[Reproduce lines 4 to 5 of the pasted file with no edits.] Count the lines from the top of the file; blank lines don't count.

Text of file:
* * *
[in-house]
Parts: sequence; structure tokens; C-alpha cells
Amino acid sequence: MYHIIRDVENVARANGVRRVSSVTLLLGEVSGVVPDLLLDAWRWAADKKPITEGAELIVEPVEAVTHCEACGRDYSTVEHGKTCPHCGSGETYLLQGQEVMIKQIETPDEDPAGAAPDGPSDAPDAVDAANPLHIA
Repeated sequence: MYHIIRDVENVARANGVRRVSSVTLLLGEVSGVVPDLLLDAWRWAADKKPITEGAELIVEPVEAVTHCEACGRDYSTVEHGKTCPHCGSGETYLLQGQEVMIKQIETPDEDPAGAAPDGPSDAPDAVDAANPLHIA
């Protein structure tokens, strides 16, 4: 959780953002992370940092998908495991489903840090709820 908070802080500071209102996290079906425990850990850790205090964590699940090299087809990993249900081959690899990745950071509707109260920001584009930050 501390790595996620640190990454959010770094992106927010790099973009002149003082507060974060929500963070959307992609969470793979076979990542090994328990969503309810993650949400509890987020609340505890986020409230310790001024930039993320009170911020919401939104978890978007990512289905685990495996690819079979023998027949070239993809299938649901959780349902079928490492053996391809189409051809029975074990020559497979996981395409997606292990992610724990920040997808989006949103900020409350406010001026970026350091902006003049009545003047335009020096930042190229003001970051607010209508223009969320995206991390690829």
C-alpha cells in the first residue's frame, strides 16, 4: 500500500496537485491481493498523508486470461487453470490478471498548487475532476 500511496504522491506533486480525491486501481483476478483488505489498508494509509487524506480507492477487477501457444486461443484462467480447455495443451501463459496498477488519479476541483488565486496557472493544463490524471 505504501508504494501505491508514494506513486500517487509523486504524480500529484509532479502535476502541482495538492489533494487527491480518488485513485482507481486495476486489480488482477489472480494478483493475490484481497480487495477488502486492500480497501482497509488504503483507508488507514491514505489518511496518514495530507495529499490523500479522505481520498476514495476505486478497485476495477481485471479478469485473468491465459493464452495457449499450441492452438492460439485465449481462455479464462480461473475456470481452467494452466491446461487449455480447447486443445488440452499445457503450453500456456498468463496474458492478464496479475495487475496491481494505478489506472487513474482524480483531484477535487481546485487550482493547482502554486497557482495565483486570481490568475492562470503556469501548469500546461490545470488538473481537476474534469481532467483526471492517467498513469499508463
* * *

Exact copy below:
Repeated sequence: MYHIIRDVENVARANGVRRVSSVTLLLGEVSGVVPDLLLDAWRWAADKKPITEGAELIVEPVEAVTHCEACGRDYSTVEHGKTCPHCGSGETYLLQGQEVMIKQIETPDEDPAGAAPDGPSDAPDAVDAANPLHIA
């Protein structure tokens, strides 16, 4: 959780953002992370940092998908495991489903840090709820 908070802080500071209102996290079906425990850990850790205090964590699940090299087809990993249900081959690899990745950071509707109260920001584009930050 501390790595996620640190990454959010770094992106927010790099973009002149003082507060974060929500963070959307992609969470793979076979990542090994328990969503309810993650949400509890987020609340505890986020409230310790001024930039993320009170911020919401939104978890978007990512289905685990495996690819079979023998027949070239993809299938649901959780349902079928490492053996391809189409051809029975074990020559497979996981395409997606292990992610724990920040997808989006949103900020409350406010001026970026350091902006003049009545003047335009020096930042190229003001970051607010209508223009969320995206991390690829």